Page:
Social and Environmental Advocacy, but Not Activism

Yoga — A Place for Social and Environmental Advocacy, but Not Activism

By Lisa Sullivan CYA-RYT200


Yoga may be perceived, at first glance, as simply a physical exercise class. However, more importantly, the practice of yoga creates space in the mind as well as the body and acts as a catalyst to finding an innate feeling of interconnectedness and belonging, or what I like to call “oneness”, and a realization of purpose. What appears initially as only a fun and lighthearted activity is, in fact, enriching and impactful on a deeper level, bringing people into alignment with their most authentic selves.  


As we slough off the layers of masks and expectations imposed on us by ourselves and the world, we realize that, as Rumi says, “the entire universe is inside of you”.  This sense of oneness brings with it a sense of responsibility to that which we belong and feel connected to. In this moment, yoga shifts from an internal practice to expand to the world around us, where it can reinforce values and bring awareness to social and environmental accountability. So with this connection in mind, what is the role of yoga in the world in terms of its relationship to social and environmental activism? Should the practice of yoga involve activism? Can yoga help bring balance to the challenges that we as a community face today? Where climate change, environmental destruction, political upheaval, war, social inequality, poverty and discrimination are issues that need to be addressed. My belief is, with the growth of a personal practice, self-love transitions into universal love. This love and the space it creates is a natural platform for social and environmental advocacy, however, there should not be any expectations for how that manifests in each individual. Yoga is a unique practice for each individual for the given moment.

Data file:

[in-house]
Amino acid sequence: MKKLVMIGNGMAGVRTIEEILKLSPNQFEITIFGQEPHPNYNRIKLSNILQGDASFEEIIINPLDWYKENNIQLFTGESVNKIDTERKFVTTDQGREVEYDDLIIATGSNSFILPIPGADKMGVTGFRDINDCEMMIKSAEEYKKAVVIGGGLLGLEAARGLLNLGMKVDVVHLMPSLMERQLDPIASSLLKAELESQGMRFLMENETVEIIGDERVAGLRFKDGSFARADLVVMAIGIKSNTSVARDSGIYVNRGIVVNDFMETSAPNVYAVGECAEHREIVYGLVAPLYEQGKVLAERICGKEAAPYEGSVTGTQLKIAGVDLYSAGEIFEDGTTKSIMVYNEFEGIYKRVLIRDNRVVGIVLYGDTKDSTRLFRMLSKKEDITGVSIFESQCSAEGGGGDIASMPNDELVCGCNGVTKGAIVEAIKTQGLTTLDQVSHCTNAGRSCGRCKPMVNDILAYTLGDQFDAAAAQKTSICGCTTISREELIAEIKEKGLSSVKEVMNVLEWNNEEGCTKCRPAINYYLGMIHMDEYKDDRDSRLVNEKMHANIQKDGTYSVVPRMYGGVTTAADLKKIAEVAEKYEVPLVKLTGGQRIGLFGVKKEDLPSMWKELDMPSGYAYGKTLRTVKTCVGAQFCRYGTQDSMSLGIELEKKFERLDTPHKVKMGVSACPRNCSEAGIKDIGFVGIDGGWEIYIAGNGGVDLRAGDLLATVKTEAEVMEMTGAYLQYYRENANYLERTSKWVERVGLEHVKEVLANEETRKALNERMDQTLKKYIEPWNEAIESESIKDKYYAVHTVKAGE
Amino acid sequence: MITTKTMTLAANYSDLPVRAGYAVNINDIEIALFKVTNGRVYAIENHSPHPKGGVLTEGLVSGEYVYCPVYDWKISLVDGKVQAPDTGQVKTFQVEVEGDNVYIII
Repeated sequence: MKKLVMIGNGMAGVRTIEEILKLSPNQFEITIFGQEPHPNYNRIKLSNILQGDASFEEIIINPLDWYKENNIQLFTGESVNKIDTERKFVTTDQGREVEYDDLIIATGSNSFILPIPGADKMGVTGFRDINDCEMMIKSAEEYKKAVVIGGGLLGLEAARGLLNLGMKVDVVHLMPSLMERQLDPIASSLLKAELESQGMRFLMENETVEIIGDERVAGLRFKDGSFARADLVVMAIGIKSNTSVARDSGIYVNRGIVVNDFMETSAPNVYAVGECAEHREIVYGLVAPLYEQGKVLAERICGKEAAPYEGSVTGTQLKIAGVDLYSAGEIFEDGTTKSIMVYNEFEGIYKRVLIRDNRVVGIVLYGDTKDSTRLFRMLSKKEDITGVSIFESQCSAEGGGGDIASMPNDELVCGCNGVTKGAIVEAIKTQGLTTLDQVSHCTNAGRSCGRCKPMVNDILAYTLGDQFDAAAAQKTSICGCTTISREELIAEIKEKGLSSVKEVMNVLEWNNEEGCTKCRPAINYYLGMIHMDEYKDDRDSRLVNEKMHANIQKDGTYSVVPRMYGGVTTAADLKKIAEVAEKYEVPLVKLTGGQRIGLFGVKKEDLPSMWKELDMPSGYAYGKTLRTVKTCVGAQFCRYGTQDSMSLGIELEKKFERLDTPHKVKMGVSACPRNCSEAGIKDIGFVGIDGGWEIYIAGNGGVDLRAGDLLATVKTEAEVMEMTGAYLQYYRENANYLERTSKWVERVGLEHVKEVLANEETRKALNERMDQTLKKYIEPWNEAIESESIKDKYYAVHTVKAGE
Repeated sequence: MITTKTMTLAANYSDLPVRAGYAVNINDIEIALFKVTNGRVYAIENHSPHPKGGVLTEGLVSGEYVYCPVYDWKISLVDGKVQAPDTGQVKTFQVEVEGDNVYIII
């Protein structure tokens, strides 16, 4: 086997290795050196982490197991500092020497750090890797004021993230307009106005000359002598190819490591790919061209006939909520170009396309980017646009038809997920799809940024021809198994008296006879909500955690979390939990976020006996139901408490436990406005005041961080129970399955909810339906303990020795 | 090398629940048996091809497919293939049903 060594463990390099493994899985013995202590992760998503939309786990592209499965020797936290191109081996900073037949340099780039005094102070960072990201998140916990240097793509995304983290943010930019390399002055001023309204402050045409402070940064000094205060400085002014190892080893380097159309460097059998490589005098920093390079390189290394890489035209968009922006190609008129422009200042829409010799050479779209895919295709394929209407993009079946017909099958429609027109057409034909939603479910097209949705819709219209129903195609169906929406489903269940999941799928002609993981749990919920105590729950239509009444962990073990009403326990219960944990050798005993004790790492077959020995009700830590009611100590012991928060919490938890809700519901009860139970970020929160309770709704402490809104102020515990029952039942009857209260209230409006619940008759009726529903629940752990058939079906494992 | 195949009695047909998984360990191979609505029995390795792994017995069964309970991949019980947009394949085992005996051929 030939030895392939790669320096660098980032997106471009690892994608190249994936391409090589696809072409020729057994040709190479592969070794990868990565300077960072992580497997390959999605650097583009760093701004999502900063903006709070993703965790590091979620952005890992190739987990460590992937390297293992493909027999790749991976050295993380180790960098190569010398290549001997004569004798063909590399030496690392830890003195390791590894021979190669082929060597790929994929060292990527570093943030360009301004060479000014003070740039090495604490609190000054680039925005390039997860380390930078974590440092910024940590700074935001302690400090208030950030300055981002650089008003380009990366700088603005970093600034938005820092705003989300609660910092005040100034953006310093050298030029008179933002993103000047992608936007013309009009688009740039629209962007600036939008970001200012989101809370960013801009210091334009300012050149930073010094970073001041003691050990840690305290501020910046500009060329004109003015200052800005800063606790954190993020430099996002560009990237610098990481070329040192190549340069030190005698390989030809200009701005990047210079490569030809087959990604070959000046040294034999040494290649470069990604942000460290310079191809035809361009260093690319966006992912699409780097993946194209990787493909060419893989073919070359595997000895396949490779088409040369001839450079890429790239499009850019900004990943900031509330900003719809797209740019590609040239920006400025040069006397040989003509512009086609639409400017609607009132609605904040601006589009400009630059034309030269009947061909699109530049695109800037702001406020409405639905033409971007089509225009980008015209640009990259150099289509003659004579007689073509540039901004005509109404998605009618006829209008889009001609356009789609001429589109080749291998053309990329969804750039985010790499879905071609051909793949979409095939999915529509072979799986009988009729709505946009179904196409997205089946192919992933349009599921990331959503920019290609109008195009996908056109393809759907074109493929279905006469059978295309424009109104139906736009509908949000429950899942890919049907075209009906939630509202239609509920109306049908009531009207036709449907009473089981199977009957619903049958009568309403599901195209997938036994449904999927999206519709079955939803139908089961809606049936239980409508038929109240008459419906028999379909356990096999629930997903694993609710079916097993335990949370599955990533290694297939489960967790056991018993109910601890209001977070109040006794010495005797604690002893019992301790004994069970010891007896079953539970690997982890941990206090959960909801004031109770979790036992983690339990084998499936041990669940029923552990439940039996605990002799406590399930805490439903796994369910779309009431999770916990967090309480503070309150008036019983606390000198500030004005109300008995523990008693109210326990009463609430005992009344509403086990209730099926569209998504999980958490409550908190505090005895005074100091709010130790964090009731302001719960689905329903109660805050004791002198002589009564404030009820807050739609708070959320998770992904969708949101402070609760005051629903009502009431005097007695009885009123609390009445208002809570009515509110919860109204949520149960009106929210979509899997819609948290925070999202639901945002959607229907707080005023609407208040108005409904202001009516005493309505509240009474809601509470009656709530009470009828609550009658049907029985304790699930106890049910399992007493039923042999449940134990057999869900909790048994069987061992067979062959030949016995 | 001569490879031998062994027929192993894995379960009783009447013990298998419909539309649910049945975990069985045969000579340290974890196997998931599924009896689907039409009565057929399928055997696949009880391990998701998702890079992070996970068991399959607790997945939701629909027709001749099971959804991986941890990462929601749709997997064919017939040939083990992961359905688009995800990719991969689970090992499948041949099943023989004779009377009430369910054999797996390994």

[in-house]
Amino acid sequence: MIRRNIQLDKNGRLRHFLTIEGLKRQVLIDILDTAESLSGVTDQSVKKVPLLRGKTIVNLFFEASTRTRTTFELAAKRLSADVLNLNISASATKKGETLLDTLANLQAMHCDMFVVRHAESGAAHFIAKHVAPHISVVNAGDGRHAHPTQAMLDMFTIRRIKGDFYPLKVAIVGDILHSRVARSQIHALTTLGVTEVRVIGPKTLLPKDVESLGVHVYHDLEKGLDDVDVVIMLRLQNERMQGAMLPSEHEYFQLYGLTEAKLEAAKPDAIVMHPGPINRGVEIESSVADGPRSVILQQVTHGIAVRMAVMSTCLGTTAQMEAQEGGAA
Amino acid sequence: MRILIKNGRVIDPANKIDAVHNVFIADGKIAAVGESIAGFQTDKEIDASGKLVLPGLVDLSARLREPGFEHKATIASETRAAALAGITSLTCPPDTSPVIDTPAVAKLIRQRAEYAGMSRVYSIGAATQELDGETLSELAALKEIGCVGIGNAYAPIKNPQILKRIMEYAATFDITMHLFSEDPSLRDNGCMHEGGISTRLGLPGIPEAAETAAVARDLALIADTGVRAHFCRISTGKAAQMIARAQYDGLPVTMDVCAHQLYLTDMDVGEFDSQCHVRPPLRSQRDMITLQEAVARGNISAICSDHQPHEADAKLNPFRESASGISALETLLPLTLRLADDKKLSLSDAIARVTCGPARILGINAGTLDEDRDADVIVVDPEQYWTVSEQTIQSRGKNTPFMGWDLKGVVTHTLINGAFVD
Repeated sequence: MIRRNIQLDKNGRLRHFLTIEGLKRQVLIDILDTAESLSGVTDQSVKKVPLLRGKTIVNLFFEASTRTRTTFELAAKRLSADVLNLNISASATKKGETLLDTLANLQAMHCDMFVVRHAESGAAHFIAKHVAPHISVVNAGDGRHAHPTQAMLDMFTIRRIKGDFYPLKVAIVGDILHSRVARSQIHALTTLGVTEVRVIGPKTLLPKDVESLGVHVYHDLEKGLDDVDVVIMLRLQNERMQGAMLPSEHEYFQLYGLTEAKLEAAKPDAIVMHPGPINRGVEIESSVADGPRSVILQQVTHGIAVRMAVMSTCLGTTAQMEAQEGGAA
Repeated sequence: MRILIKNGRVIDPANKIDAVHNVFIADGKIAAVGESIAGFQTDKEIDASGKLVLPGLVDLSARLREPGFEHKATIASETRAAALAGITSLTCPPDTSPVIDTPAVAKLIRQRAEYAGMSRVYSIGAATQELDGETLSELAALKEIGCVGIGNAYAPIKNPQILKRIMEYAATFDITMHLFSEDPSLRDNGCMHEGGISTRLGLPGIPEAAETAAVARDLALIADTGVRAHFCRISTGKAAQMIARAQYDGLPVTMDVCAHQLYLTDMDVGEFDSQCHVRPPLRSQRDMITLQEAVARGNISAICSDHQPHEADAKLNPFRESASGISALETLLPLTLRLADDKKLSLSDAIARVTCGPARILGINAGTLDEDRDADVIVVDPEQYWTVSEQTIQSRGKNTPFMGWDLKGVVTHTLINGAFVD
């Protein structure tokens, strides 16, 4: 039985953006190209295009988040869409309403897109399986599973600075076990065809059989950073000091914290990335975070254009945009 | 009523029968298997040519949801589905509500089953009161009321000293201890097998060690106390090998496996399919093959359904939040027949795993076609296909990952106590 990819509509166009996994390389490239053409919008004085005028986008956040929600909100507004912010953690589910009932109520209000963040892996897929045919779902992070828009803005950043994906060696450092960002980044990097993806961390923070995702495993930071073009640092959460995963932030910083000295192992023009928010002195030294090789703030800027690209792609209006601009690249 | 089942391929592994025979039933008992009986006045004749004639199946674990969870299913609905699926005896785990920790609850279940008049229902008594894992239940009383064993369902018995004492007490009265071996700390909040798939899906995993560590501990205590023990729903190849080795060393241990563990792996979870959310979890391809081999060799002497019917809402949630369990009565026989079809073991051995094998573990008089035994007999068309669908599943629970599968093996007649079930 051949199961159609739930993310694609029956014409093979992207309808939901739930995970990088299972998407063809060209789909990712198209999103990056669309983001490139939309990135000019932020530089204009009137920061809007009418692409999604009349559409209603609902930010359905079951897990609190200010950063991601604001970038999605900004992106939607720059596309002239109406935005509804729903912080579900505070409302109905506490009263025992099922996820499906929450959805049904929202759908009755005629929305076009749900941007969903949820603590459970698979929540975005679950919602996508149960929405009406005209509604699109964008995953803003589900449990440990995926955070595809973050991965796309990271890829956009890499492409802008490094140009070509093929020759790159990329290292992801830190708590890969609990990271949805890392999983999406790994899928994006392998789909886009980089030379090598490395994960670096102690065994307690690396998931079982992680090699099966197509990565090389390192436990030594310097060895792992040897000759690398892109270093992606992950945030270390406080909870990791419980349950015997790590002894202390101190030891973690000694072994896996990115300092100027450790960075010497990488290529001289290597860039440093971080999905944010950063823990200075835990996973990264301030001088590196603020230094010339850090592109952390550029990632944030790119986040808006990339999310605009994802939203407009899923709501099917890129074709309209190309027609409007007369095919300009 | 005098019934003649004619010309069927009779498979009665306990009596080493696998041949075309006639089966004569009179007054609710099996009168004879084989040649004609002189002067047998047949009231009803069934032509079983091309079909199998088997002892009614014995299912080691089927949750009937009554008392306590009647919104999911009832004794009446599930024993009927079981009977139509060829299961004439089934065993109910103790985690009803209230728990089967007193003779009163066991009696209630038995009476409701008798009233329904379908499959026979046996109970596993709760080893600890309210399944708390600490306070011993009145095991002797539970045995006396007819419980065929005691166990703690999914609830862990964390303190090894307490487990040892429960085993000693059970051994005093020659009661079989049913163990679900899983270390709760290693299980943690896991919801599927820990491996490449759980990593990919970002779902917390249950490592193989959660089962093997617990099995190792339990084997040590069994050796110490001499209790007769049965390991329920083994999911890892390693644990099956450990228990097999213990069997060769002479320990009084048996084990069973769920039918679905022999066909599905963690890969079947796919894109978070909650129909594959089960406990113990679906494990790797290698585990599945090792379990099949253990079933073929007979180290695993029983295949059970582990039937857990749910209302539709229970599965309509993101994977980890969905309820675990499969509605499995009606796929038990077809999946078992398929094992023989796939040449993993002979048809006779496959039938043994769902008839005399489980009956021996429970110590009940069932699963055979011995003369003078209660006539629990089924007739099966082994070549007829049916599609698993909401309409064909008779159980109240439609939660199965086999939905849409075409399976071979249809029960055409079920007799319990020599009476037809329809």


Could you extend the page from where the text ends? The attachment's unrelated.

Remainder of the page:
I believe the fundamental role of a yoga teacher is to hold space, which should be both safe and profound. As a teacher, I offer suggestions, with materials such as readings, and physical cues to help bring connection with the mind, body and soul. I want to help my students to listen to their bodies and not push themselves into a posture that brings pain. My aim is to create the space, the calm, the safety, the comfort, the acceptance for my students to do their own growth work wherever they are physically, emotionally or mentally. In this safe environment, it is my hope that students can form connections within themselves and build a practice of self-love and radical self-acceptance. When we are able to practice self-love and are open enough to truly know that everything is connected, practicing self-love becomes loving the universe. When one becomes more centered and aligned, the person begins to vibrate in harmony with the deep underlying tones of the earth and the lifeforce that links all living things together. I believe that, as we experience this, we will begin to act in a more compassionate way towards each other and the earth. As yogis, it is not our job to tell people how to live, but instead to help create space for them to be able to bring themselves into greater alignment with their true self.